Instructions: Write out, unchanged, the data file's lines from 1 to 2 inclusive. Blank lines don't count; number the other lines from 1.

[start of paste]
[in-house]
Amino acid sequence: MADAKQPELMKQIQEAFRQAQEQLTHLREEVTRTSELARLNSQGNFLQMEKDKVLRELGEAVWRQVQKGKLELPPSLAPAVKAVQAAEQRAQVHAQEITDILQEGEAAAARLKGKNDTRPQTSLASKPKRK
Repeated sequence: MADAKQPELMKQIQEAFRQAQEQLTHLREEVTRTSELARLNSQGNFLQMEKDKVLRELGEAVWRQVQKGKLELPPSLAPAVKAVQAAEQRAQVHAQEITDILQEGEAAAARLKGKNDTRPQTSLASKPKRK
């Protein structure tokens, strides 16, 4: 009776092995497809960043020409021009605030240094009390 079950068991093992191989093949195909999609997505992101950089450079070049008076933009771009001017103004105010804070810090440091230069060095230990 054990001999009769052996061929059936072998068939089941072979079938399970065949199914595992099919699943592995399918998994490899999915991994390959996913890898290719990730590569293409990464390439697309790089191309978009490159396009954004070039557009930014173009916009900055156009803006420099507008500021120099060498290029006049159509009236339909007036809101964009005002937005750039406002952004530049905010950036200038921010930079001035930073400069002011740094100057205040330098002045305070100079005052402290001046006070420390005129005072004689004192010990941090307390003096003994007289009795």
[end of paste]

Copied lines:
[in-house]
Amino acid sequence: MADAKQPELMKQIQEAFRQAQEQLTHLREEVTRTSELARLNSQGNFLQMEKDKVLRELGEAVWRQVQKGKLELPPSLAPAVKAVQAAEQRAQVHAQEITDILQEGEAAAARLKGKNDTRPQTSLASKPKRK